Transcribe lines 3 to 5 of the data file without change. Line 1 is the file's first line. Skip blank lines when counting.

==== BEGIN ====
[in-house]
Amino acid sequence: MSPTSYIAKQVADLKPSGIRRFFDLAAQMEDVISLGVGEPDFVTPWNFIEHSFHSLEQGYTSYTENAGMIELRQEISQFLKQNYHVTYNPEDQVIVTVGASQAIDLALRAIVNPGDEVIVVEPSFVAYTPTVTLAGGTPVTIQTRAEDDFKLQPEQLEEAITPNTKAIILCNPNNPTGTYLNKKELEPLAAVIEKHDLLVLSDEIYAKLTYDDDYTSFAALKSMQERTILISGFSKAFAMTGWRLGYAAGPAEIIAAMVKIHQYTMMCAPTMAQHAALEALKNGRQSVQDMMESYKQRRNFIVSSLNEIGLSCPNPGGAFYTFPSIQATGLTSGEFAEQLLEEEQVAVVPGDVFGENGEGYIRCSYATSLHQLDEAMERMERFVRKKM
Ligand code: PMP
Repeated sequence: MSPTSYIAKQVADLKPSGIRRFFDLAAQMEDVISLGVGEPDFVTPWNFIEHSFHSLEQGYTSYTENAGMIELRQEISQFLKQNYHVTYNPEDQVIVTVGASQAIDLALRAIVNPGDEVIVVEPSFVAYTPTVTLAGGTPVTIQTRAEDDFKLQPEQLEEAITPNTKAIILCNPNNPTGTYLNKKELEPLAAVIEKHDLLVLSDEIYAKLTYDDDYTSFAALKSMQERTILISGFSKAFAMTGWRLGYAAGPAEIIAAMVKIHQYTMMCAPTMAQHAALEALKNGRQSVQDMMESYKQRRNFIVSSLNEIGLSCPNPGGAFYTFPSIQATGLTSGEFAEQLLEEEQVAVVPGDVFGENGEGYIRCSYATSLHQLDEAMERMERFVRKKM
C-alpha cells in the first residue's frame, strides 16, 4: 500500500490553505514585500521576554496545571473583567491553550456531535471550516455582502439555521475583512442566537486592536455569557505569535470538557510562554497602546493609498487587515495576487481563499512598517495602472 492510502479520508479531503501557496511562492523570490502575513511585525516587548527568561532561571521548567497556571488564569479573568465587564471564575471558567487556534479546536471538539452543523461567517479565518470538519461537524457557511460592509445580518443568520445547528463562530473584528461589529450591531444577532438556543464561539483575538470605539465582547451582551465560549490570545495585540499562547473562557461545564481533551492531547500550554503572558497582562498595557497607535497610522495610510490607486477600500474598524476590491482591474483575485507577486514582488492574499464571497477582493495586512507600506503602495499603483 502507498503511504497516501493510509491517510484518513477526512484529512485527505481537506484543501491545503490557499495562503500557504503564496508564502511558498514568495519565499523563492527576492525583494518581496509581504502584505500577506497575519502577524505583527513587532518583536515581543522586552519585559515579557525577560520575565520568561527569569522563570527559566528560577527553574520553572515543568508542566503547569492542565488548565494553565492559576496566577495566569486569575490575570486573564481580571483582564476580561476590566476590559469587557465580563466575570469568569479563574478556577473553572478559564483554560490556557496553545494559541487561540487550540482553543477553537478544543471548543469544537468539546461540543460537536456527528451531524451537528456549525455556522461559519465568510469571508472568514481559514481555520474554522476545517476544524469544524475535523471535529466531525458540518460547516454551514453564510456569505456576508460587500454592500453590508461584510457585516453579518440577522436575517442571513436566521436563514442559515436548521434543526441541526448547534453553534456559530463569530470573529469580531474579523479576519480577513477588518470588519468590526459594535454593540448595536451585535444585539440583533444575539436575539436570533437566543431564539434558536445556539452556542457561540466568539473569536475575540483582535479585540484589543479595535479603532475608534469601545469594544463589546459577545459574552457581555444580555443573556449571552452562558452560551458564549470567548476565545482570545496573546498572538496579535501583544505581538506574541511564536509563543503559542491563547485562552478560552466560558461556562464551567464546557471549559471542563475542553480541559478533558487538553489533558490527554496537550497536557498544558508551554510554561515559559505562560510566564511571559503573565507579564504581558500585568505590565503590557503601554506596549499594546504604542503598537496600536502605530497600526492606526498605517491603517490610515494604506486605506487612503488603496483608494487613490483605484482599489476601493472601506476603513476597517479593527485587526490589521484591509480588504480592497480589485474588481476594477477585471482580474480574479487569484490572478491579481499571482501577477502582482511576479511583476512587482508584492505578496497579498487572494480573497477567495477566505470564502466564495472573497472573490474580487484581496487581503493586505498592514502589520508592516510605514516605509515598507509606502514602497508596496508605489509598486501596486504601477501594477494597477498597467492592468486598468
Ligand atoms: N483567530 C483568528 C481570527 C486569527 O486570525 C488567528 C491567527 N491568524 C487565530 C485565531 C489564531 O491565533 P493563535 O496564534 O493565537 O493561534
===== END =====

Ligand code: PMP
Repeated sequence: MSPTSYIAKQVADLKPSGIRRFFDLAAQMEDVISLGVGEPDFVTPWNFIEHSFHSLEQGYTSYTENAGMIELRQEISQFLKQNYHVTYNPEDQVIVTVGASQAIDLALRAIVNPGDEVIVVEPSFVAYTPTVTLAGGTPVTIQTRAEDDFKLQPEQLEEAITPNTKAIILCNPNNPTGTYLNKKELEPLAAVIEKHDLLVLSDEIYAKLTYDDDYTSFAALKSMQERTILISGFSKAFAMTGWRLGYAAGPAEIIAAMVKIHQYTMMCAPTMAQHAALEALKNGRQSVQDMMESYKQRRNFIVSSLNEIGLSCPNPGGAFYTFPSIQATGLTSGEFAEQLLEEEQVAVVPGDVFGENGEGYIRCSYATSLHQLDEAMERMERFVRKKM
C-alpha cells in the first residue's frame, strides 16, 4: 500500500490553505514585500521576554496545571473583567491553550456531535471550516455582502439555521475583512442566537486592536455569557505569535470538557510562554497602546493609498487587515495576487481563499512598517495602472 492510502479520508479531503501557496511562492523570490502575513511585525516587548527568561532561571521548567497556571488564569479573568465587564471564575471558567487556534479546536471538539452543523461567517479565518470538519461537524457557511460592509445580518443568520445547528463562530473584528461589529450591531444577532438556543464561539483575538470605539465582547451582551465560549490570545495585540499562547473562557461545564481533551492531547500550554503572558497582562498595557497607535497610522495610510490607486477600500474598524476590491482591474483575485507577486514582488492574499464571497477582493495586512507600506503602495499603483 502507498503511504497516501493510509491517510484518513477526512484529512485527505481537506484543501491545503490557499495562503500557504503564496508564502511558498514568495519565499523563492527576492525583494518581496509581504502584505500577506497575519502577524505583527513587532518583536515581543522586552519585559515579557525577560520575565520568561527569569522563570527559566528560577527553574520553572515543568508542566503547569492542565488548565494553565492559576496566577495566569486569575490575570486573564481580571483582564476580561476590566476590559469587557465580563466575570469568569479563574478556577473553572478559564483554560490556557496553545494559541487561540487550540482553543477553537478544543471548543469544537468539546461540543460537536456527528451531524451537528456549525455556522461559519465568510469571508472568514481559514481555520474554522476545517476544524469544524475535523471535529466531525458540518460547516454551514453564510456569505456576508460587500454592500453590508461584510457585516453579518440577522436575517442571513436566521436563514442559515436548521434543526441541526448547534453553534456559530463569530470573529469580531474579523479576519480577513477588518470588519468590526459594535454593540448595536451585535444585539440583533444575539436575539436570533437566543431564539434558536445556539452556542457561540466568539473569536475575540483582535479585540484589543479595535479603532475608534469601545469594544463589546459577545459574552457581555444580555443573556449571552452562558452560551458564549470567548476565545482570545496573546498572538496579535501583544505581538506574541511564536509563543503559542491563547485562552478560552466560558461556562464551567464546557471549559471542563475542553480541559478533558487538553489533558490527554496537550497536557498544558508551554510554561515559559505562560510566564511571559503573565507579564504581558500585568505590565503590557503601554506596549499594546504604542503598537496600536502605530497600526492606526498605517491603517490610515494604506486605506487612503488603496483608494487613490483605484482599489476601493472601506476603513476597517479593527485587526490589521484591509480588504480592497480589485474588481476594477477585471482580474480574479487569484490572478491579481499571482501577477502582482511576479511583476512587482508584492505578496497579498487572494480573497477567495477566505470564502466564495472573497472573490474580487484581496487581503493586505498592514502589520508592516510605514516605509515598507509606502514602497508596496508605489509598486501596486504601477501594477494597477498597467492592468486598468